When I wrote the blog post in October introducing myself as the new Course Leader for Textiles I outlined the elements that I feel make a good textile course. At the top of this list I put research.
“I believe good quality research is at the centre of every students studies. Wide reaching research enhances the students creative potential by exposing them to the richness of the creative world, inspiring creativity but also developing critical thinking skills and analysis.”
I was asked by a couple of students what this means and how they can go about doing good research. So this blog post is about unpacking those couple of sentences and explaining what research in the creative arts, specifically textiles, is all about.
The Oxford Dictionary definition of research is – a. The systematic investigation into and study of materials, sources, etc., in order to establish facts and reach new conclusions. b. An endeavour to discover new or collate old facts etc. by a course of critical investigation.
Pulling out the key words from this definition we have – investigation, study, discover, collate, critical and conclusions. All these words suggest a level of thinking and searching that leads to understandings of value. In other words the exercise is useful and assists with the development of knowledge and creativity. The value will be defined by where you are in your studies or creative practice. The point you are at on your journey to becoming a practitioner will influence the types of research you will be most interested in.
When your journey starts, perhaps during your first Level 1 course, the main type of research activity you will be engaged with is looking at and collecting imagery. This will be of art works made by others and the purpose of this research is to develop an understanding of what creativity is in your field. From these beginnings the intensity and shape of research changes through academic study leading to a research degree or becoming an artist/practitioner.
“I never made a painting as a work of art, it’s all research.” Pablo Picasso.
Here I believe Picasso is saying that all his artistic endeavours are part of a learning process that leads to the next piece of work.
To help you understand the way research progresses I have broken it down into parts or steps.
- Looking and thinking. I am going to use the example of going to an exhibition to illustrate these points but exhibition could be replaced by a book, magazine, website, TV programme, etc. At the exhibition you start by examining the art works, thinking about what you like and responding to them instinctively, acknowledging what you like.
- Collecting and annotating. This is when at the exhibition you take some photos of the works that most interest you. Making notes that go with the image about things like the artists name, the date created, media used, something about the style and composition. In Austin Kleons book Steal Like an Artist he suggests setting up a ‘Swipe File’ on your computer to collect all the imagery that excites you. This is a way of storing material that you may wish to refer to again later. Other ways of collating the work is in a file, pin board or a Pinterest page and of course your OCA learning log/blog.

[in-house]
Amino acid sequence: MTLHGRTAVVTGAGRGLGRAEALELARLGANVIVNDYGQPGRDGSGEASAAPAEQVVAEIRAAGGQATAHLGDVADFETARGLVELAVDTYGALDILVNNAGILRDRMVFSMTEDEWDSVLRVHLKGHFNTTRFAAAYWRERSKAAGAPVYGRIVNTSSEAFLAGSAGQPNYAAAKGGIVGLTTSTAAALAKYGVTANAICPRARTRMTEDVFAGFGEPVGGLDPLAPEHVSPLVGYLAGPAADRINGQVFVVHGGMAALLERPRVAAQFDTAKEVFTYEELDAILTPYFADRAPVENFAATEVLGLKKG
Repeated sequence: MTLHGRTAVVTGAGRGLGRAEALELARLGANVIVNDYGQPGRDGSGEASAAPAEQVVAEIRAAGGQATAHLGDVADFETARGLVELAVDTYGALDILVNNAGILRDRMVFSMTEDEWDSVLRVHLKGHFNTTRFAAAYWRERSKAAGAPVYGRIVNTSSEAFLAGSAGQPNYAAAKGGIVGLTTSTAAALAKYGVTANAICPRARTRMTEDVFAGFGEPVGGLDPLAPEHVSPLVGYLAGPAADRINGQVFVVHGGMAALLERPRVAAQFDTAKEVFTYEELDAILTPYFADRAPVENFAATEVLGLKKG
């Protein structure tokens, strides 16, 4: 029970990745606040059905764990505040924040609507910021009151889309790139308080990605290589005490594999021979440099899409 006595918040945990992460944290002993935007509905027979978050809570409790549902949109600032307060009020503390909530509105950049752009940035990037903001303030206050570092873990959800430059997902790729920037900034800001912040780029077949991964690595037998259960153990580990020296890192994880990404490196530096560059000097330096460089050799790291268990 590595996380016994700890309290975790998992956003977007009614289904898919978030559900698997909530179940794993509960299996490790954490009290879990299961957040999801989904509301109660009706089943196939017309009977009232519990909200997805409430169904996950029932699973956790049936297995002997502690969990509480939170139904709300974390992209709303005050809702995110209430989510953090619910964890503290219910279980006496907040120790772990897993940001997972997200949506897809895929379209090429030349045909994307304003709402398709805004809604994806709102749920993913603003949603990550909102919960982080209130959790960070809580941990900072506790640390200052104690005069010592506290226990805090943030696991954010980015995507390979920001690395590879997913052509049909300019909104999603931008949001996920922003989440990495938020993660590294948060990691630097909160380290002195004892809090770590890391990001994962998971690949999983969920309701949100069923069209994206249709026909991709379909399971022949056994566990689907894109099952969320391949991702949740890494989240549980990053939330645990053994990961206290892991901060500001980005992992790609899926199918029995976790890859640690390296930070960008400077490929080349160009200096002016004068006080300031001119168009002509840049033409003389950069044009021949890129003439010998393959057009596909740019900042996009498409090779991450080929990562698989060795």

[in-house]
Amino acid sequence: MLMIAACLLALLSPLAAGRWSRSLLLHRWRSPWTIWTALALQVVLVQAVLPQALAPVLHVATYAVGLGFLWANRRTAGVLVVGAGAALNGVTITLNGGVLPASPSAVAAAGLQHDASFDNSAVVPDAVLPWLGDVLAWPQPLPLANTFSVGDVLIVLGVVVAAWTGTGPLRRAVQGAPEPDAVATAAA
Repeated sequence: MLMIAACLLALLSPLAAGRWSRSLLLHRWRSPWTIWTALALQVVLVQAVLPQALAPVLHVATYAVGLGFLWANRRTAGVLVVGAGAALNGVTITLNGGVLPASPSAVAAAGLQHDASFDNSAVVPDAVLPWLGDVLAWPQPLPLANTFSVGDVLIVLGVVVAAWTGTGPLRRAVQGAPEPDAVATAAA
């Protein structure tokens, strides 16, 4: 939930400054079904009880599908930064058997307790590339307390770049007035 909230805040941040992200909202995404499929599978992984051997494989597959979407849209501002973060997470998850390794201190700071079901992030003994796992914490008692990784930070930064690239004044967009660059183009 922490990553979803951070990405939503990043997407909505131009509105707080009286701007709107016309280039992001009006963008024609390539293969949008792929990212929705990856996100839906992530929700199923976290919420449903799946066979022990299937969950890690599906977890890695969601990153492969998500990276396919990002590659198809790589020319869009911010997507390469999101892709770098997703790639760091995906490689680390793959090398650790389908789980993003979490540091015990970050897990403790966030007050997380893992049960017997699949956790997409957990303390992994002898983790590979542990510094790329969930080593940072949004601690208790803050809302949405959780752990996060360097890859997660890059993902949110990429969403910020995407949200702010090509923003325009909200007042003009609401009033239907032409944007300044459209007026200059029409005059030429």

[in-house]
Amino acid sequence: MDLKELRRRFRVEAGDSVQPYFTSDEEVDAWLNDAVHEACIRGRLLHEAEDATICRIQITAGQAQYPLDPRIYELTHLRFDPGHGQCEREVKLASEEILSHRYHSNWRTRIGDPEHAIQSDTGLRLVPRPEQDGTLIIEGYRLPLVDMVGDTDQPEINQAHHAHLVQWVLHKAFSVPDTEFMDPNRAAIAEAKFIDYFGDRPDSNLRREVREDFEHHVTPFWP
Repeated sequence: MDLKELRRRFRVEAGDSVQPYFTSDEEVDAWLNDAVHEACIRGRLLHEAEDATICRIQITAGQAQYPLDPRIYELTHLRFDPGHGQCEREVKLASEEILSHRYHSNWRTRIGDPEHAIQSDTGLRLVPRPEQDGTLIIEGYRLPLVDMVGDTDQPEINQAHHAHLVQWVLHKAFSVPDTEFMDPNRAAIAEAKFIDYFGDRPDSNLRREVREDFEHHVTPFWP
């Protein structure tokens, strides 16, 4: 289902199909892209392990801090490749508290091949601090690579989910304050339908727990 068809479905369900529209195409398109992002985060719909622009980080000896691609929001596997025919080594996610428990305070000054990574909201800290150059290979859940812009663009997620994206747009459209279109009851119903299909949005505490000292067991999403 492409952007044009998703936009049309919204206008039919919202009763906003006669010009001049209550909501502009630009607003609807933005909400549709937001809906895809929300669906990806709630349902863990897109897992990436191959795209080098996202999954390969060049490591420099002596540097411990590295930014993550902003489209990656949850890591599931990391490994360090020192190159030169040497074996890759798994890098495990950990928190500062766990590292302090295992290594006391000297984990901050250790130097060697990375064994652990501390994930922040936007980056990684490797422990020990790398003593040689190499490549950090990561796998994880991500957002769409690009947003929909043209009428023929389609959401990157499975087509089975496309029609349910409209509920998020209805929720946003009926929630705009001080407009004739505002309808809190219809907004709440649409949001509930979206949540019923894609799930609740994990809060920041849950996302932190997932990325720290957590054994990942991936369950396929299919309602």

- Critical thinking and drawing. According to Gray and Malins in their book Visualizing Research critical thinking is “thinking effectively and applying sound intellectual standards to your thinking.” In the gallery space this is the consideration of a piece of artwork through an understanding of the art works effect on you. Pinning down what you think of the work and why. Asking yourself questions about materials, composition, placement, colour palette and how these work together to make the artwork. To assist in this process observational drawing and mark making helps to explore the work, taking your eye in to have a closer look. It also moves your observations from your eyes to your hands where after all most artwork is made. This process of drawing and getting down your thoughts, ideas and feelings helps to pull out what it is that makes the artwork of value to you.
- Sample making and analysis. This next step moves away from looking at the work of others and taking what you have learnt to produce work of your own, beginning with sample making. The samples will combine your knowledge of techniques with the research you have undertaken and your own sensibilities. By sorting and filtering the quality of your samples you will come to conclusions about which to take forward into final artworks or designs.
- Creating your own artworks and peer review. In this final step where you are making artworks or designs of your own your research material will be deeply embedded in the work you make, in the way that Oasis were influenced by The Beatles. It will make your work current and fit into the artist culture you are now part of. Opening it up to peer review at your own exhibition or scrutinised by potential employers.
These parts or steps are cyclical and continuous, propelling the artist forward, ever deeper into their creativity.
I hope this has answered some of the questions students have about research and how it fits into their studies. I am sure it will have also generated more questions and discussions.
In a nutshell research is
Look. Think. Write.
Look. Think. Draw.
Think about your thinking.
Gray, C and Malins, J. (2004) Visualizing Research. A Guide to the Research Process in Art and Design. Farnham: Ashgate
Kleon, A. (2012) Steal like an Artist: 10 things nobody told you about being creative. New York: Workman Publishing Company
Oxford English Dictionary. 1995. 9th ed. Oxford: Clarendon Press.
Also published on Medium.